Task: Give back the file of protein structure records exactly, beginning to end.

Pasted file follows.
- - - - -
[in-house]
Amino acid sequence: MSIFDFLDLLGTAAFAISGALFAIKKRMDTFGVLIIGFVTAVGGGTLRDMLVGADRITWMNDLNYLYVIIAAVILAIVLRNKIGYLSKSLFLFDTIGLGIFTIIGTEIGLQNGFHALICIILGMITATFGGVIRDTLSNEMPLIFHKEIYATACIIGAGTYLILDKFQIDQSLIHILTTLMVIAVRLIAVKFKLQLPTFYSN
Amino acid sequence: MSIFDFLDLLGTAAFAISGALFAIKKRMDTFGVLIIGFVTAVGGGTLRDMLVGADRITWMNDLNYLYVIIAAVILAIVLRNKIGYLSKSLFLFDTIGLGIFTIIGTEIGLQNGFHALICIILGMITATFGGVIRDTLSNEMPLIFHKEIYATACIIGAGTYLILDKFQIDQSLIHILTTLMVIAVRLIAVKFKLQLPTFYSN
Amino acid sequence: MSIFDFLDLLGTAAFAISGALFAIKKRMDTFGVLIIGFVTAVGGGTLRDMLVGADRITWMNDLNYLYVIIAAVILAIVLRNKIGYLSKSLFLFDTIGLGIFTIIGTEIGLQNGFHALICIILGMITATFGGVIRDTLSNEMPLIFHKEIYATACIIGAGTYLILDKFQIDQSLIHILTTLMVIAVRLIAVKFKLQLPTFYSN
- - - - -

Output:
[in-house]
Amino acid sequence: MSIFDFLDLLGTAAFAISGALFAIKKRMDTFGVLIIGFVTAVGGGTLRDMLVGADRITWMNDLNYLYVIIAAVILAIVLRNKIGYLSKSLFLFDTIGLGIFTIIGTEIGLQNGFHALICIILGMITATFGGVIRDTLSNEMPLIFHKEIYATACIIGAGTYLILDKFQIDQSLIHILTTLMVIAVRLIAVKFKLQLPTFYSN
Amino acid sequence: MSIFDFLDLLGTAAFAISGALFAIKKRMDTFGVLIIGFVTAVGGGTLRDMLVGADRITWMNDLNYLYVIIAAVILAIVLRNKIGYLSKSLFLFDTIGLGIFTIIGTEIGLQNGFHALICIILGMITATFGGVIRDTLSNEMPLIFHKEIYATACIIGAGTYLILDKFQIDQSLIHILTTLMVIAVRLIAVKFKLQLPTFYSN
Amino acid sequence: MSIFDFLDLLGTAAFAISGALFAIKKRMDTFGVLIIGFVTAVGGGTLRDMLVGADRITWMNDLNYLYVIIAAVILAIVLRNKIGYLSKSLFLFDTIGLGIFTIIGTEIGLQNGFHALICIILGMITATFGGVIRDTLSNEMPLIFHKEIYATACIIGAGTYLILDKFQIDQSLIHILTTLMVIAVRLIAVKFKLQLPTFYSN